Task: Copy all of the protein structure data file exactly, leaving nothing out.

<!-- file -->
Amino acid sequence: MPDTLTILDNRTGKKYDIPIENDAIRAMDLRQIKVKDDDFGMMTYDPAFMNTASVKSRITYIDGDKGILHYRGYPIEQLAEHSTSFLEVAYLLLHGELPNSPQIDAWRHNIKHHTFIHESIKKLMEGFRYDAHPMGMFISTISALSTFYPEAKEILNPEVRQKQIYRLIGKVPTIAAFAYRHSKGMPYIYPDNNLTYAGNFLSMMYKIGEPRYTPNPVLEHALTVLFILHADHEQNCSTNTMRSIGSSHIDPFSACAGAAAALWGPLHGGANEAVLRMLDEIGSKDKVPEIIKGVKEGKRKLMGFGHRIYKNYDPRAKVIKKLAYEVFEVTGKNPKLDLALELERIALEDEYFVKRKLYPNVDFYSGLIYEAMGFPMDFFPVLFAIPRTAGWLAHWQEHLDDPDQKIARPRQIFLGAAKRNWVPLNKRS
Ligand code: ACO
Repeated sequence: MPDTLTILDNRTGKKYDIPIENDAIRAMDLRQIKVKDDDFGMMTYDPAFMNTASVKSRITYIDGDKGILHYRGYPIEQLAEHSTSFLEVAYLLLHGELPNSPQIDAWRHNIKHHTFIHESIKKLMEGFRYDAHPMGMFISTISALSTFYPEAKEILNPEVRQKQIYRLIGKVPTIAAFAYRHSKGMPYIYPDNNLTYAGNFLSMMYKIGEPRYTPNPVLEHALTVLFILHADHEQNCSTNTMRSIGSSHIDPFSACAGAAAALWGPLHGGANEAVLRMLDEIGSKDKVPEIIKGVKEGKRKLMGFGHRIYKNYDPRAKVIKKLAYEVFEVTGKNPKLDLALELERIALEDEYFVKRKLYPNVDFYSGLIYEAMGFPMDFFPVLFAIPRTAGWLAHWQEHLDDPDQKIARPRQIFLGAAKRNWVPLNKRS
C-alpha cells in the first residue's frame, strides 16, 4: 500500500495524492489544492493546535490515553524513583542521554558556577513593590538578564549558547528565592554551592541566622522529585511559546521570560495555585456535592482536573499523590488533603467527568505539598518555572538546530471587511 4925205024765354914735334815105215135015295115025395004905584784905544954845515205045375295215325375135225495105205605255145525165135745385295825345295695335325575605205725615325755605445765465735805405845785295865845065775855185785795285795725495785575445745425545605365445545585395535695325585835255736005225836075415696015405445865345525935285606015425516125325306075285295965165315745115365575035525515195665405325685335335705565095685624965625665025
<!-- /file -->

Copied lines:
Amino acid sequence: MPDTLTILDNRTGKKYDIPIENDAIRAMDLRQIKVKDDDFGMMTYDPAFMNTASVKSRITYIDGDKGILHYRGYPIEQLAEHSTSFLEVAYLLLHGELPNSPQIDAWRHNIKHHTFIHESIKKLMEGFRYDAHPMGMFISTISALSTFYPEAKEILNPEVRQKQIYRLIGKVPTIAAFAYRHSKGMPYIYPDNNLTYAGNFLSMMYKIGEPRYTPNPVLEHALTVLFILHADHEQNCSTNTMRSIGSSHIDPFSACAGAAAALWGPLHGGANEAVLRMLDEIGSKDKVPEIIKGVKEGKRKLMGFGHRIYKNYDPRAKVIKKLAYEVFEVTGKNPKLDLALELERIALEDEYFVKRKLYPNVDFYSGLIYEAMGFPMDFFPVLFAIPRTAGWLAHWQEHLDDPDQKIARPRQIFLGAAKRNWVPLNKRS
Ligand code: ACO
Repeated sequence: MPDTLTILDNRTGKKYDIPIENDAIRAMDLRQIKVKDDDFGMMTYDPAFMNTASVKSRITYIDGDKGILHYRGYPIEQLAEHSTSFLEVAYLLLHGELPNSPQIDAWRHNIKHHTFIHESIKKLMEGFRYDAHPMGMFISTISALSTFYPEAKEILNPEVRQKQIYRLIGKVPTIAAFAYRHSKGMPYIYPDNNLTYAGNFLSMMYKIGEPRYTPNPVLEHALTVLFILHADHEQNCSTNTMRSIGSSHIDPFSACAGAAAALWGPLHGGANEAVLRMLDEIGSKDKVPEIIKGVKEGKRKLMGFGHRIYKNYDPRAKVIKKLAYEVFEVTGKNPKLDLALELERIALEDEYFVKRKLYPNVDFYSGLIYEAMGFPMDFFPVLFAIPRTAGWLAHWQEHLDDPDQKIARPRQIFLGAAKRNWVPLNKRS
C-alpha cells in the first residue's frame, strides 16, 4: 500500500495524492489544492493546535490515553524513583542521554558556577513593590538578564549558547528565592554551592541566622522529585511559546521570560495555585456535592482536573499523590488533603467527568505539598518555572538546530471587511 4925205024765354914735334815105215135015295115025395004905584784905544954845515205045375295215325375135225495105205605255145525165135745385295825345295695335325575605205725615325755605445765465735805405845785295865845065775855185785795285795725495785575445745425545605365445545585395535695325585835255736005225836075415696015405445865345525935285606015425516125325306075285295965165315745115365575035525515195665405325685335335705565095685624965625665025